The Earl of Snowdon is one of the most respected and important photographers of the twenty-first century.
Born Tony Armstrong-Jones in 1930, Snowdon was educated at Eton, where he spent most of his time in the school of mechanics, making radiograms, walking sticks which doubled as crystal sets and torches, an underwater camera and not least a burglar alarm for his food cupboard. At Cambridge he read Natural Sciences for ten days before switching to architecture. He coxed the winning crew of the 1950 boat race and contributed photographs to Varsity. After failing his exams, he decided to come to London.
His father paid for a three-year apprenticeship with the photographer Baron, which Snowdon left after six months. As a contributor to Tatler, Sketch and the Daily Express, he made his name in the 1950s with his photographs of the theatre and with his book London (1958). His first exhibition, Photocall, in 1957 was a resounding success. Since then, he has become one of the most highly respected British photographers of the century. Photographing for more than four decades, he has also been an author of more than twenty-five books, and the longest standing contributor to Life, Vanity Fair, Vogue, and many other international magazines.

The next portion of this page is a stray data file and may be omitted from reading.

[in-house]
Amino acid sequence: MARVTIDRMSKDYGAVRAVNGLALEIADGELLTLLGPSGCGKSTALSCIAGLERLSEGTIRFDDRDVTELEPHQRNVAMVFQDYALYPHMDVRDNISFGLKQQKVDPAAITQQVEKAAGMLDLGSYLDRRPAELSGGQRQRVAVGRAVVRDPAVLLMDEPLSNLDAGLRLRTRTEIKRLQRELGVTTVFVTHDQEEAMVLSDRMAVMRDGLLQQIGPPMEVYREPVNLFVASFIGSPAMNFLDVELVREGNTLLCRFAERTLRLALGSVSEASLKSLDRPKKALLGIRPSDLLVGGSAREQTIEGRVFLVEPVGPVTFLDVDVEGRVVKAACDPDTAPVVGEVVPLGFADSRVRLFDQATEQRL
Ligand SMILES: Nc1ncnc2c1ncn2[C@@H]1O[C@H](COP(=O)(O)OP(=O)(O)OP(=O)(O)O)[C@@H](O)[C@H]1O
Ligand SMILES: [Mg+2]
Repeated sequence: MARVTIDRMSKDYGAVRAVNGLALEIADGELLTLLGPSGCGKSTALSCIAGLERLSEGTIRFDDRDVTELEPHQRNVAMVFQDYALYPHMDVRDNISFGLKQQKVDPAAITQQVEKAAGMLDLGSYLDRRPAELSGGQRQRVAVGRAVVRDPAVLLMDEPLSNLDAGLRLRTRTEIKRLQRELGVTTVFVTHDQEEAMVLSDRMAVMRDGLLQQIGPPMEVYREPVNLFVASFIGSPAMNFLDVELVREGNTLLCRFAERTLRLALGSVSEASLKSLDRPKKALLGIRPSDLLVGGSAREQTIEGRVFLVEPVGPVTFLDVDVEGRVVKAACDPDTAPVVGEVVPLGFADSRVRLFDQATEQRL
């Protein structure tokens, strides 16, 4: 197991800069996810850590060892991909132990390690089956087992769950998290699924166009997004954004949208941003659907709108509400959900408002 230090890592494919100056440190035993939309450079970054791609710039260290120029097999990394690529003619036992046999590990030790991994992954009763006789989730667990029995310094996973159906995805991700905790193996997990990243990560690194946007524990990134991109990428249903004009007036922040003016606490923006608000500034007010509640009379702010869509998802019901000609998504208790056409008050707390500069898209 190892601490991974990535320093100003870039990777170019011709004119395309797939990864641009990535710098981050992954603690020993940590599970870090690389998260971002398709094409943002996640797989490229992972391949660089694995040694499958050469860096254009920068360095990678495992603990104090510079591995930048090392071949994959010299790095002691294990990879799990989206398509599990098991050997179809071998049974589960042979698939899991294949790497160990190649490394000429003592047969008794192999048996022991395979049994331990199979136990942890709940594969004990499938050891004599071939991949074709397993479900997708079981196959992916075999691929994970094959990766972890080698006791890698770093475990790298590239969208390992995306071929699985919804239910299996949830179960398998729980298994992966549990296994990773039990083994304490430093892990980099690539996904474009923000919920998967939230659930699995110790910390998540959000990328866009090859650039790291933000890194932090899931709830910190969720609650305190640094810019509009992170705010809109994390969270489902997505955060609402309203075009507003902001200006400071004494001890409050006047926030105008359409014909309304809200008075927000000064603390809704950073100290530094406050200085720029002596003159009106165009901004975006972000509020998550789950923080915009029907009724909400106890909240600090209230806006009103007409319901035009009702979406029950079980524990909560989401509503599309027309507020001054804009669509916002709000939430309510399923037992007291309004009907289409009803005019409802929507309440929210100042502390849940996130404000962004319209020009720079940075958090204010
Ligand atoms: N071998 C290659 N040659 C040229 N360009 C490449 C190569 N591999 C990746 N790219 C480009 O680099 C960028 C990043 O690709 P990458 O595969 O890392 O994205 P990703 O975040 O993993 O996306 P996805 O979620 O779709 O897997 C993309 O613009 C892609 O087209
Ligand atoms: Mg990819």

Apart from being a photographer, he is an architect, inventor and a filmmaker. His work has translated into some of the most powerful and recognizable portraits of today.